I use the phrase "unnecessary suffering" because some degree of pain and suffering is unavoidably woven into the natural fabric of existence on Earth. People and animals inevitably get sick and die. Every time we go for a walk, we crush living things in our wakes. Animals eat each other to survive. Most humans still chose to eat meat and some must do so due to medical needs.

The first injunction in many spiritual paths is some variation of "do no harm." In practical terms, this can be translated to "do as little harm as humanly possible and, when it is necessary to harm, act with humility, awareness and gratitude to what is being sacrificed on your behalf." In this sense, love and stewardship of each other and of our fellow beings is placed on the highest pedestal. It is what we inexorably aspire to, though we fall short time and time again.

And so, one would think and hope and fervently pray that this impending "collateral" slaughter of our deeply intelligent, deeply "feeling-full" fellow mammals has been green-lighted in the name of an overwhelming, do-or-die level of necessity. Anything less would indicate an almost irremediable level of disregard of what we purport to so preciously value.

Well, of course, it is precisely the opposite. Here are the conclusions of the prestigious Potsdam Institute for Climate Impact Research/World Bank study that determined that a business-as-usual track of fossil fuel use will take us to four degrees centigrade (4C) warming (7.2 Fahrenheit) as soon as the 2060s:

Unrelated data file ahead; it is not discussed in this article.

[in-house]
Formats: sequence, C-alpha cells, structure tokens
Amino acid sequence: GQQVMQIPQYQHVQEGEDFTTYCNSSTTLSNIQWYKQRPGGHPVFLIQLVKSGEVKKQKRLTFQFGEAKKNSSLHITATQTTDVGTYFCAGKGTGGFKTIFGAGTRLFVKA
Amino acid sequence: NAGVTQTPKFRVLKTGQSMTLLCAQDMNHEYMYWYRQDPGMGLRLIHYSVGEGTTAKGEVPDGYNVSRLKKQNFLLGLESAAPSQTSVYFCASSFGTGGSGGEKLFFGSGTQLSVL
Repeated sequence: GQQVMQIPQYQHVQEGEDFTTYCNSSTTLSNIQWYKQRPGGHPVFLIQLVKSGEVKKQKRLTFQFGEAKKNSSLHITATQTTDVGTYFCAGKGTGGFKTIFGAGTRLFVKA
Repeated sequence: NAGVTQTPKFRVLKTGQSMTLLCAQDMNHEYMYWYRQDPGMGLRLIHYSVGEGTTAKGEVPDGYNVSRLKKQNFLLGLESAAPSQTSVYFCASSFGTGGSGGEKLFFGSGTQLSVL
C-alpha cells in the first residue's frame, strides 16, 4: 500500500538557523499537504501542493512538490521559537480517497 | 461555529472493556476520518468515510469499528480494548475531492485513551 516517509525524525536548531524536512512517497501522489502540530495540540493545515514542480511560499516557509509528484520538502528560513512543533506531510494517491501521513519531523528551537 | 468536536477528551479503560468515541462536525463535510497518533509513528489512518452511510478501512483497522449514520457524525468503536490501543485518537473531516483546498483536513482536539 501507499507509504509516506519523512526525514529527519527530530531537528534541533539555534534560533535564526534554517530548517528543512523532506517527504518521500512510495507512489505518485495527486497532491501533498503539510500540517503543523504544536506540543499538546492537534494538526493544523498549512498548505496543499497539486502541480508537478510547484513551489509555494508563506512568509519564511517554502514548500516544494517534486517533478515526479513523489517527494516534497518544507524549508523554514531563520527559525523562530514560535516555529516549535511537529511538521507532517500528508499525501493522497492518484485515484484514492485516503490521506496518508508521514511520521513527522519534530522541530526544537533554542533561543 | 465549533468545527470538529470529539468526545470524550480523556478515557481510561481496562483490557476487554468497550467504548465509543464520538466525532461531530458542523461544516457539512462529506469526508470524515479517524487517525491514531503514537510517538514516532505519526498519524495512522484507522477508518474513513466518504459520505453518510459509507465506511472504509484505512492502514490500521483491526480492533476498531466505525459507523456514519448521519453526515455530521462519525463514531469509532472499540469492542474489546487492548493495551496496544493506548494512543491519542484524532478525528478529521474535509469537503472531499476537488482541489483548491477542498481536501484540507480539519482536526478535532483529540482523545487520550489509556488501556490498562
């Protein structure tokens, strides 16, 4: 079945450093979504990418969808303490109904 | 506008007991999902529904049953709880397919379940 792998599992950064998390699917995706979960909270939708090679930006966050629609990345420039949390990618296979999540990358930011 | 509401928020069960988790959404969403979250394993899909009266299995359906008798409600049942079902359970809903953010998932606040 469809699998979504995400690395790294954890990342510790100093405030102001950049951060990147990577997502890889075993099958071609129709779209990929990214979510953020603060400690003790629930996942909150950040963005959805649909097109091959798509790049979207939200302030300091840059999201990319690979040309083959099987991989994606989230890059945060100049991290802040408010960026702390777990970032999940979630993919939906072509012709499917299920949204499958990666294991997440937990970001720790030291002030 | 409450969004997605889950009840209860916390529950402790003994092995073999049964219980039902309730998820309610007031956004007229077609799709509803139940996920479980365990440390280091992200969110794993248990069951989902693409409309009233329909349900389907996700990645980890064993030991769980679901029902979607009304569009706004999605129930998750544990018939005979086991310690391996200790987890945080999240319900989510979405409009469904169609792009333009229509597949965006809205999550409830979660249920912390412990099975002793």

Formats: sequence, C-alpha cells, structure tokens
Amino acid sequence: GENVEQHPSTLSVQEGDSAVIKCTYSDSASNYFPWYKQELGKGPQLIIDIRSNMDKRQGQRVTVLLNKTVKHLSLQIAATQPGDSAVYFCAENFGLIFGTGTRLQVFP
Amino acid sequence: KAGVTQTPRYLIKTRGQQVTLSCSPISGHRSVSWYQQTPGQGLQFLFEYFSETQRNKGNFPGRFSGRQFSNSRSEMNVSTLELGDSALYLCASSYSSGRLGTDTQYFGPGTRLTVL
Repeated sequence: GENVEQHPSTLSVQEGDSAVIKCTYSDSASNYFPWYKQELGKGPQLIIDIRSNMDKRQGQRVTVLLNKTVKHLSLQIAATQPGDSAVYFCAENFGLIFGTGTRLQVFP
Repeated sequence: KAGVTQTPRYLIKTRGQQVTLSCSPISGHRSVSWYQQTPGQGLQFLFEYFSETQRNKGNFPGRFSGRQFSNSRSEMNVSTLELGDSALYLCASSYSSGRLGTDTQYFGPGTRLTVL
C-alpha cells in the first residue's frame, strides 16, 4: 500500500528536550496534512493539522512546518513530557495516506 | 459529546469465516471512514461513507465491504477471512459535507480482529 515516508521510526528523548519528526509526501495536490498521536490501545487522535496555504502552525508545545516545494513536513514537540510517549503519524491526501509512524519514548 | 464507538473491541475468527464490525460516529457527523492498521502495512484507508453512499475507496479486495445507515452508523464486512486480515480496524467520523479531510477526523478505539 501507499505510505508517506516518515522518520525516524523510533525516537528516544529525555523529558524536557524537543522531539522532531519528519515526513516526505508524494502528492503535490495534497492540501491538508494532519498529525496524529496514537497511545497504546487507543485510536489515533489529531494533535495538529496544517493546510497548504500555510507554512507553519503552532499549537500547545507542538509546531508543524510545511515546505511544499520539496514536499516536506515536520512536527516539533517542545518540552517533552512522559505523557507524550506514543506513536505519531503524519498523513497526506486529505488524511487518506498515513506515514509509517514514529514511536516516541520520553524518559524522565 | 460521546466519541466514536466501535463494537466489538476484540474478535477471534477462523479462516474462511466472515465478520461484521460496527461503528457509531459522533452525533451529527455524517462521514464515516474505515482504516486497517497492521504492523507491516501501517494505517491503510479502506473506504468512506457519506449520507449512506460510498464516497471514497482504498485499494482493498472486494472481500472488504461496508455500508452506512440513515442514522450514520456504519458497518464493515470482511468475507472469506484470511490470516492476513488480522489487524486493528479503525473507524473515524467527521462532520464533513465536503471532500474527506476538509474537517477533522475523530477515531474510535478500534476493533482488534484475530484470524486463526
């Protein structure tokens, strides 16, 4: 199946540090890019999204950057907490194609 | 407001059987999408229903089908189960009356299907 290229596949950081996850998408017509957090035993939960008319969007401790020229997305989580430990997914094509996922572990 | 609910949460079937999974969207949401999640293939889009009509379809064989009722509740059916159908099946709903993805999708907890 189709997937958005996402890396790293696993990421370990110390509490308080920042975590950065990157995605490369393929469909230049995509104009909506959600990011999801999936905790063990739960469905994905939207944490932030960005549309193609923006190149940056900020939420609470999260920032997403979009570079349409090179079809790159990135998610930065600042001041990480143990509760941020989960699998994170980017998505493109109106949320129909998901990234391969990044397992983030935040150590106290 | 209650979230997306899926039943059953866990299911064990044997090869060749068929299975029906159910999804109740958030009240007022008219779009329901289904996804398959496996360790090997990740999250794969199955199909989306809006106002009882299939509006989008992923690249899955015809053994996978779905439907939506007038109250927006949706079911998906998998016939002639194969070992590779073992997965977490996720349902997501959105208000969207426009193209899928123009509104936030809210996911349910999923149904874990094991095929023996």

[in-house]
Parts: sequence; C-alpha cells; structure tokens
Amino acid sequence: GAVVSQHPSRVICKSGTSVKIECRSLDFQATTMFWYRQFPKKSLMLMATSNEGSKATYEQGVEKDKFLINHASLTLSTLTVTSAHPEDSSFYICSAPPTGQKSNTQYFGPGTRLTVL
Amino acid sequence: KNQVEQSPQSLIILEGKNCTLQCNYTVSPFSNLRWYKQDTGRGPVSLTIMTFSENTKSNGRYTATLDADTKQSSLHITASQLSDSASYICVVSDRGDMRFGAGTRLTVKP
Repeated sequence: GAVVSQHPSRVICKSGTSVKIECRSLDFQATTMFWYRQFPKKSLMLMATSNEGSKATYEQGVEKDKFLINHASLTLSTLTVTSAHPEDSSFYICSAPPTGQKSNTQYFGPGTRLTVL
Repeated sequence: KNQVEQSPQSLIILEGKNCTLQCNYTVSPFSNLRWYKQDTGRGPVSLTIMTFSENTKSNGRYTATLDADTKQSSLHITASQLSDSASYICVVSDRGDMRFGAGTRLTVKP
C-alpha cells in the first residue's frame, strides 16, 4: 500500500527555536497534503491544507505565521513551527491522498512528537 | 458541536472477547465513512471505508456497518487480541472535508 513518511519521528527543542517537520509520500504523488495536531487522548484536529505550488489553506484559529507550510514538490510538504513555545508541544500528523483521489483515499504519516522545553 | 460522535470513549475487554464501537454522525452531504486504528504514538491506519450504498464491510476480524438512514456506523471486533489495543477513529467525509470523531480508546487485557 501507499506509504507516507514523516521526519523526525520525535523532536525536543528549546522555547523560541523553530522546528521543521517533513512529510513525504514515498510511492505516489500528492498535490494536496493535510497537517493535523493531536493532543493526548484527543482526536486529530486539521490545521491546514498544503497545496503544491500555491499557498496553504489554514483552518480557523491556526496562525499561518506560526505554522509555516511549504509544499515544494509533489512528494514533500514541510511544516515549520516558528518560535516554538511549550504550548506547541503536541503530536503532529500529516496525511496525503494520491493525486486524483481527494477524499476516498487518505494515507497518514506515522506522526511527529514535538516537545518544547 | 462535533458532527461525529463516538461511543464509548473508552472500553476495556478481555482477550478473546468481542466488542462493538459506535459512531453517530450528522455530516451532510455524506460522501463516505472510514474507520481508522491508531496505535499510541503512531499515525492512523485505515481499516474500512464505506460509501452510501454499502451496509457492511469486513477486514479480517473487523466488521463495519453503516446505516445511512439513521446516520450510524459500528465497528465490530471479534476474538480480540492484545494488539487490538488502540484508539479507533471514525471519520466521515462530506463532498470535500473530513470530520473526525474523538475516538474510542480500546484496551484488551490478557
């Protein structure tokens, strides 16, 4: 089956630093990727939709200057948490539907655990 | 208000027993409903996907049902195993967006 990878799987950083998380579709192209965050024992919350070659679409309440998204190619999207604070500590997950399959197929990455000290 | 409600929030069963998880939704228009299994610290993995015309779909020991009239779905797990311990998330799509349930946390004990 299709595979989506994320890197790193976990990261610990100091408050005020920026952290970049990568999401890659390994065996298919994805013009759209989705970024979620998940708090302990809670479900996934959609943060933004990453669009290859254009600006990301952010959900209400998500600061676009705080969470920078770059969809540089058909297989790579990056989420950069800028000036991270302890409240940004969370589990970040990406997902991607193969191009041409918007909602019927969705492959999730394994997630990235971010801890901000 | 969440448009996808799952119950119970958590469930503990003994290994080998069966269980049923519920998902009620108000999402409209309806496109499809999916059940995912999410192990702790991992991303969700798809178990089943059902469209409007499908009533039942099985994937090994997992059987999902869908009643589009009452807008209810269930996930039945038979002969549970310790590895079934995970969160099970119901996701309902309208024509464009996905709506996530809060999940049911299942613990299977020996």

The 4C scenarios are devastating; inundations of coastal cities, unprecedented heat waves, severe drought, food and water scarcity...That world would be so dramatically different from today's that it is hard to describe. A 4C world can and must be avoided.

The word "courage" means to come bravely from the heart. The injunction to "do no harm" then is not for the faint of heart. At this point, to deny or ignore the findings of the world's scientists is not a courageous act. It is a fundamentally non-rational act that indicates that you are hiding from an unpleasant and, yes, scary situation.

You may be hiding for any variety of ideological, psychological or, perhaps, "bottom-line" motives. To quail from an unpleasant situation is, of course, very human and -- excepting folks who are consciously profiting from their denial -- worthy of compassion. But let us please dispense with the pretense that the refusal to acknowledge the realities of our current situation is anything less than deeply destructive. We are doing the equivalent of taking my dog Spike and your dog Mylo and her cat Brighty and his horse Cheyenne and killing them in the name of expanding the production of substances that are in the process of killing our world.

The United States prides itself on being "the home of the brave." Just because something is called "brave," does not make it so. Bravery requires the fortitude to go beyond one's preconceived notions in the name of "clear seeing," and then to act accordingly. To cause destruction and death in the name of activities that are, in themselves, clearly destructive, is very far from brave. Let's at least have the courage to do this: Let's tell it like it is.

Here is a link to a petition against the new sonic cannon exploration:

Our work is licensed under Creative Commons (CC BY-NC-ND 3.0). Feel free to republish and share widely.
David Goldstein

David Goldstein

David Goldstein is a writer and climate activist. He lives in Eugene, Oregon.